Evil Geniuses have had a mixed results so far through their Worlds 2022, and we sat down with Vulcan to ask about the growing pains that come from adjusting to Kaori’s last-minute substitution.
It’s been a long, tumultuous road to Worlds for Evil Geniuses. From the team that smashed every other team in North America during Spring, to limping to the finish line in Summer. They’re still one of the best teams in North America, surely, but not all has been well for EG.
Danny took a break for his mental health, and Kaori’s stepped in to play under the EG banner at Worlds. We talked to him after their narrow 2-3 loss to 100 Thieves, where he revealed that he scrimmed for a grand total of 8 games with Evil Geniuses before hitting the big stage in Chicago.
Now they’ve had more time to develop, and we wanted to ask Vulcan about their synergy as a bot duo, his thoughts on whether or not the enchanter meta is dead, and his path to being the Ratio King.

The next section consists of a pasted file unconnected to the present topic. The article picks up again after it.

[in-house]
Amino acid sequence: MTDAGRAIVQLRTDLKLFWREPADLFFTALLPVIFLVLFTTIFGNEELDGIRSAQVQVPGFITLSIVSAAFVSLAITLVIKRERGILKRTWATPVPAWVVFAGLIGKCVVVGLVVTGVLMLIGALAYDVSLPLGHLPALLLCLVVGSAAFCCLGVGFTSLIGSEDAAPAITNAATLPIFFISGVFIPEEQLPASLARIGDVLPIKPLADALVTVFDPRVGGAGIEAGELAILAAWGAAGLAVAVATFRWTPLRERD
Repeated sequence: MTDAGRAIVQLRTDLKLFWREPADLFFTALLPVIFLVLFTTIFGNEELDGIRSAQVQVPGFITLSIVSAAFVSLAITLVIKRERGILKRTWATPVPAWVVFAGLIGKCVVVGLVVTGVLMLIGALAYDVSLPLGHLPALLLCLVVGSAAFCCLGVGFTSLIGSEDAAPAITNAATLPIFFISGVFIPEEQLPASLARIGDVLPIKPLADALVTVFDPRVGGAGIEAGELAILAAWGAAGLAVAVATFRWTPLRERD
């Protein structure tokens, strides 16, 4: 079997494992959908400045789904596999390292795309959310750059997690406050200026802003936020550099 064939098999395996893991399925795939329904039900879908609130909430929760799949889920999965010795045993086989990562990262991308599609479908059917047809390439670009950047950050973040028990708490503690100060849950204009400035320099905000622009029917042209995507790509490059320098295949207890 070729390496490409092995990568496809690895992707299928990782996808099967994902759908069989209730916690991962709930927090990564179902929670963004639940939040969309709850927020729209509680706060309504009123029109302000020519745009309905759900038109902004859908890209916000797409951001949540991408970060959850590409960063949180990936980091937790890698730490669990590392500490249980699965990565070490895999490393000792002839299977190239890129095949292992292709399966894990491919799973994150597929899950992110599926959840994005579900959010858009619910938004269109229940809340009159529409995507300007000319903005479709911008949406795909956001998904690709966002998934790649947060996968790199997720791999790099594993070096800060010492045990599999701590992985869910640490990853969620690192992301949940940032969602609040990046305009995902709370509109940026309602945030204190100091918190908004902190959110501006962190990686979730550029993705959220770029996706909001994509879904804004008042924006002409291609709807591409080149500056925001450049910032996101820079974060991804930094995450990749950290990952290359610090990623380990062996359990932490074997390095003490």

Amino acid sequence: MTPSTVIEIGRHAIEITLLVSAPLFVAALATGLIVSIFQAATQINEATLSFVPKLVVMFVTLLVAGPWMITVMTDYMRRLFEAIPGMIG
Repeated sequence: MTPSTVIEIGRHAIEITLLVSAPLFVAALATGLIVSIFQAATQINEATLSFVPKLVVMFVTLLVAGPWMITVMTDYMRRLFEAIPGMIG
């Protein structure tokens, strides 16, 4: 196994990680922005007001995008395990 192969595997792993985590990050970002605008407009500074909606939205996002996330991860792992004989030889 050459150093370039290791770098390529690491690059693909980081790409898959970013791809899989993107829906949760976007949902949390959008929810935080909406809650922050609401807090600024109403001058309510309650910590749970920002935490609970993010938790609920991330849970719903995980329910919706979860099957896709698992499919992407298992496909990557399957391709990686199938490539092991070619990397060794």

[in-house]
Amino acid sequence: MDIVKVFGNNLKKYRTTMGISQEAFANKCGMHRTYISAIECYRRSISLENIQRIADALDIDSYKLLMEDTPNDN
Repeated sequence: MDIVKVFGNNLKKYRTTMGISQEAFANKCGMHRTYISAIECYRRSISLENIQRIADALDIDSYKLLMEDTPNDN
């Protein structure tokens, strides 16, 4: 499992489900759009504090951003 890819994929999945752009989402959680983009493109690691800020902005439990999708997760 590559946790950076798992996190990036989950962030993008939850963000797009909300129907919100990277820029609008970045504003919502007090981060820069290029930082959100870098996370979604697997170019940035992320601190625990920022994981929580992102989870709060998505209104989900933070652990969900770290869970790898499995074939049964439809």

Enchanters aren’t easy, and figuring out the meta isn’t either
Going into Worlds 2022, the support meta was fairly stagnant to say the least. Hard-engage tank supports were tossed aside for enchanters like Yuumi and Lulu. And, according to Vulcan, these champions aren’t as easy as people would like to believe.
“I think it’s harder than people think. But not because of the way it is mechanically, it’s because the enemy team will kind of try to kill you, right? If you compare it to ADC role, ADC is much harder right? But compared to engage supports, I think you get tested a lot more on enchanter picks. You have to be much more aware of threats, zone control, when you can and can’t walk somewhere because you might just die.”
“Obviously not very hard mechanically, you’re just smashing your keyboard. But it’s a different skillset.”